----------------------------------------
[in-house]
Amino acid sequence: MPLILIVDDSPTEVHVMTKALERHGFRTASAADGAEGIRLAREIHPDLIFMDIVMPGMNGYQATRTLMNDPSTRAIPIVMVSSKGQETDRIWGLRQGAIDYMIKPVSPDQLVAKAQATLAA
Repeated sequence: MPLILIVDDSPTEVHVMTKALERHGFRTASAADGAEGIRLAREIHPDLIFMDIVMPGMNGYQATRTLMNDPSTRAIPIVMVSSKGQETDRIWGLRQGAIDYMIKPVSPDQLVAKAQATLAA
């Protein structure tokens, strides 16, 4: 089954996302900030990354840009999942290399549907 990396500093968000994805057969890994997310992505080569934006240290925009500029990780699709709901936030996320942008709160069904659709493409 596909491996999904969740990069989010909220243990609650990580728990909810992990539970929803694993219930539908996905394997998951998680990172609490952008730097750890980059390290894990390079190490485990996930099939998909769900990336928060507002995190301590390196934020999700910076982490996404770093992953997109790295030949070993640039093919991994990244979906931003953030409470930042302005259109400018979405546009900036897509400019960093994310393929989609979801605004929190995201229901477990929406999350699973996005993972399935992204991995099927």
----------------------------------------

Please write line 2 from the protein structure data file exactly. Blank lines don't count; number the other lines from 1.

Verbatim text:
Amino acid sequence: MPLILIVDDSPTEVHVMTKALERHGFRTASAADGAEGIRLAREIHPDLIFMDIVMPGMNGYQATRTLMNDPSTRAIPIVMVSSKGQETDRIWGLRQGAIDYMIKPVSPDQLVAKAQATLAA